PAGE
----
National park in Sibsagar district, Assam state, northeastern India, situated on the southern bank of the Brahmaputra River, 60 mi (97 km) west of Jorhat on the main road to Gauhati. Established in 1908 as a game reserve, it became a national park in 1974. It has an area of 165 sq mi (430 sq km) and lies between the Brahmaputra River and the Mikir Hills. Much of the park is marshland interspersed with large

Thursday, February 10, 2005

Athanasius The Athonite, Saint

Originally named Abraham, he took the monastic name of Athanasius when he retired to Mt. Athos after forsaking the sophisticated, urban monastic life in Constantinople;

Wednesday, February 09, 2005

Hengstenberg, Ernst Wilhelm

Hengstenberg studied at Bonn and at Berlin, where he was professor of theology most of his life. In 1827 he founded the Evangelische Kirchen-Zeitung (�Protestant

Tuesday, February 08, 2005

Spahn, Warren

In full� Warren Edward Spahn � American professional baseball player whose total of 363 major-league victories established a record for left-handed pitchers. His feat of winning 20 or more games in each of 13 seasons also was a record for left-handers. He set still another mark by striking out at least 100 batters each year for 17 consecutive seasons

Monday, February 07, 2005


The 40 Antarctic Treaty nations met in Italy in November

Sunday, February 06, 2005

Faesi, Robert

Faesi combined his literary activity with a professorship of German literature at the University of Z�rich from 1922 to 1953. His poems in the collections Aus der Brandung (1917; �From

Saturday, February 05, 2005


During the 10th-century migrations of the Turkish peoples from Central Asia and southeast Russia,

Friday, February 04, 2005


City, Tokyo Metropolis (to), Honshu, Japan, in the Musashino Plateau, on the Shinjuku Line (railway). The surrounding area was developed as an agricultural region after the construction of a water supply system in the mid-1600s. The long, rectangular fields were planted with mulberry trees (for silk production) in the early 20th century, and Kodaira grew as a residential suburb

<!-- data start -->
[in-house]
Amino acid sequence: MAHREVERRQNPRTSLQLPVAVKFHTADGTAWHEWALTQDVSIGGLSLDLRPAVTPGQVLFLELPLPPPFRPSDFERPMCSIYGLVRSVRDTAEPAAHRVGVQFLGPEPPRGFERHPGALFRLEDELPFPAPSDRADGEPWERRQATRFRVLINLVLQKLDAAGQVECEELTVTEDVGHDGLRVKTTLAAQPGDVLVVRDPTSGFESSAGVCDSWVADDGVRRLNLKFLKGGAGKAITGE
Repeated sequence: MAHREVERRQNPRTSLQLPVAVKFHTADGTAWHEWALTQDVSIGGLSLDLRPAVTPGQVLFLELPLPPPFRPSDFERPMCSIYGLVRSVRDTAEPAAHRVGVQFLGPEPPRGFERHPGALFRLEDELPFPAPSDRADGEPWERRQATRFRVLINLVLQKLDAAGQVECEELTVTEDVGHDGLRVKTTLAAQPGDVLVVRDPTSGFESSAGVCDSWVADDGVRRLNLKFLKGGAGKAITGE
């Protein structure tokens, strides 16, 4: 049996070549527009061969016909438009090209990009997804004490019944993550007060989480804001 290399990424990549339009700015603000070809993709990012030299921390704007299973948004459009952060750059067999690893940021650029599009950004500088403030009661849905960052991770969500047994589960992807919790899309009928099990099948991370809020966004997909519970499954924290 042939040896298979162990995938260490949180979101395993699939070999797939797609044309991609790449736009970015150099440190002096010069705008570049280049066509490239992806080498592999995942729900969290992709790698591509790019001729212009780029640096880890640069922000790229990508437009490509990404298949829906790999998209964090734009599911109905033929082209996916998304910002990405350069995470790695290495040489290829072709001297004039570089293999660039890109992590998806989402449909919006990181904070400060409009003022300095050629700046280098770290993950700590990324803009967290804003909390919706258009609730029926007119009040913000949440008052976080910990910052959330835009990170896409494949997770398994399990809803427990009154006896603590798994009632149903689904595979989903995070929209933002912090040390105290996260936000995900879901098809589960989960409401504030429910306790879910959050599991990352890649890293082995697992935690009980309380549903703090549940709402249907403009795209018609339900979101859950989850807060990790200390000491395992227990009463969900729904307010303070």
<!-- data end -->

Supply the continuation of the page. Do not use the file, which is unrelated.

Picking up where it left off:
Thursday, February 03, 2005

Pueblo Indians

The historic descendants of the prehistoric Anasazi peoples (see Anasazi culture) who live in several locations in northeastern Arizona and northwestern New Mexico in compact, permanent settlements known as pueblos (Spanish pueblo, �village� or �town�). Just as there was considerable regional diversity among the prehistoric Anasazi, there is similar diversity,

Wednesday, February 02, 2005

Voting Rights Act

U.S. legislation (August 6, 1965) that aimed to overcome legal barriers at the state and local levels that prevented African Americans from exercising their right to vote under the Fifteenth Amendment (1870) to the Constitution of the United States. The act significantly widened the franchise and is considered among the most far-reaching pieces of civil rights legislation

Tuesday, February 01, 2005

China, The Dzungarian Basin

North of the Tarim Basin is another large depression, the Dzungarian. It is enclosed by the Tien Shan on the south, while to the northeast it is cut off from the Mongolian People's Republic by the Altai Mountains. The surface of the basin is flat, with a gentle slope to the southwest. The larger portion of the land lies at elevations between 1,000 and 1,500 feet, and in the lowest part